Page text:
Today Crikey runs the final extract from the The Science of Climate Change — Questions and Answers, a report published by the Australian Academy of Science.

The report was produced over about six months by 17 senior scientists with internationally recognised expertise in climate science and other related disciplines.

Crikey decided to republish their report because it was written clearly and concisely and didn’t shy away from the complexities of the science and the issue of consensus within the scientific community.

Our editorial decision was also informed by the observation that the quality of the conversation around climate science in this country has gone backwards in the last few years. The Academy states on its website that part of the report’s aim is “to address confusion created by contradictory information in the public domain.”

The report, including a full list of references, can be downloaded here.

Here’s a key statement from their peer reviewed work. No bull:

Although climate varies from year to year and decade to decade, the overall upward trend of average global temperature over the last century is clear. Climate models, together with physical principles and knowledge of past variations, tell us that, unless greenhouse gas emissions are reduced and greenhouse gas concentrations in the atmosphere are stabilised, global warming will continue.

Climate models estimate that, by 2100, the average global temperature will be between 2°C and 7°C higher than pre-industrial temperatures, depending on future greenhouse gas emissions and on the ways that models represent the sensitivity of climate to small disturbances. Models also estimate that this climate change will continue well after 2100.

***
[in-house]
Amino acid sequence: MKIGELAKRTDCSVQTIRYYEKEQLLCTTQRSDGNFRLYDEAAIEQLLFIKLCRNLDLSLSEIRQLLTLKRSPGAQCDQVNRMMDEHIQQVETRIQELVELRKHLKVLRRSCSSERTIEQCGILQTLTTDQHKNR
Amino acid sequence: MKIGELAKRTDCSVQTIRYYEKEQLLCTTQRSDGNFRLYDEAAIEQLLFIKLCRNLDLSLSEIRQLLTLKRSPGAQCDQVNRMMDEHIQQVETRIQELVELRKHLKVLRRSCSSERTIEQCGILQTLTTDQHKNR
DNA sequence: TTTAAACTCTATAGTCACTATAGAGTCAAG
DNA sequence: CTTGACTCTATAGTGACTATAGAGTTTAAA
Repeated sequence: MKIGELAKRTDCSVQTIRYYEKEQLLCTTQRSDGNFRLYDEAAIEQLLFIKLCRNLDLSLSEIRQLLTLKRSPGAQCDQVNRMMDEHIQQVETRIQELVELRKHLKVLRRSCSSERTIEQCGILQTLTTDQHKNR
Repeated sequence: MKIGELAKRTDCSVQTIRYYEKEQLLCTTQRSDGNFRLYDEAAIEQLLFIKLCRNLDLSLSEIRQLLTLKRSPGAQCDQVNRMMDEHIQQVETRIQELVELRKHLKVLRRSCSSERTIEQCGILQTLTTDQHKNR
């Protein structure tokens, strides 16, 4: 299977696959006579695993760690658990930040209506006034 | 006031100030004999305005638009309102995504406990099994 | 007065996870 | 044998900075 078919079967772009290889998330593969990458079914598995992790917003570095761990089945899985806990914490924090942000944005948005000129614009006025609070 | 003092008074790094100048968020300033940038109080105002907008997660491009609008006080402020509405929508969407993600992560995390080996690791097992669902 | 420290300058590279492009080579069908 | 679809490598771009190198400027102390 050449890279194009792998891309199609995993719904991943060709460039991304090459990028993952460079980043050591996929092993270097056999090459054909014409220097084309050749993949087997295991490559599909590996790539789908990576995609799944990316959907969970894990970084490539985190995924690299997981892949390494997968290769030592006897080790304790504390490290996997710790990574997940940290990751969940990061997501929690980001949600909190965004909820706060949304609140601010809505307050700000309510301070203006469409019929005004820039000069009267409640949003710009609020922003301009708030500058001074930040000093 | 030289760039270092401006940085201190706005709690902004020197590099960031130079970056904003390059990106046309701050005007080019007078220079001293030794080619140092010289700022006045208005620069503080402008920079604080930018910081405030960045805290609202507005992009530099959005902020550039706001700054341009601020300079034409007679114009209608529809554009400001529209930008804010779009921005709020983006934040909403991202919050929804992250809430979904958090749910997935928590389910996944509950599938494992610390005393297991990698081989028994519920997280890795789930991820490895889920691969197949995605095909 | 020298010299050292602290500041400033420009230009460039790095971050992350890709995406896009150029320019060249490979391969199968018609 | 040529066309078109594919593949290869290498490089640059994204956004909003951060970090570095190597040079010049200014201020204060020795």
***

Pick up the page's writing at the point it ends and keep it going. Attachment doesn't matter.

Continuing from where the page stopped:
A 2°C global warming would lead to a significantly different world from the one we now inhabit. Likely consequences would include more heat waves, fewer cold spells, changes to rainfall patterns and a higher global average rainfall, higher plant productivity in some places but decreases in others, disturbances to marine and terrestrial ecosystems and biodiversity, disruption to food production in some regions, rising sea levels, and decreases in Arctic ice cover. While aspects of these changes may be beneficial in some regions, the overall impacts are likely to be negative under the present structure of global society.

A warming of 7°C would greatly transform the world from the one we now inhabit, with all of the above impacts being very much larger. Such a large and rapid change in climate would likely be beyond the adaptive capacity of many societies and species.

Can’t say we weren’t warned. Over, and over, and over again.

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Peter Fray
Peter Fray
Editor-in-chief of Crikey
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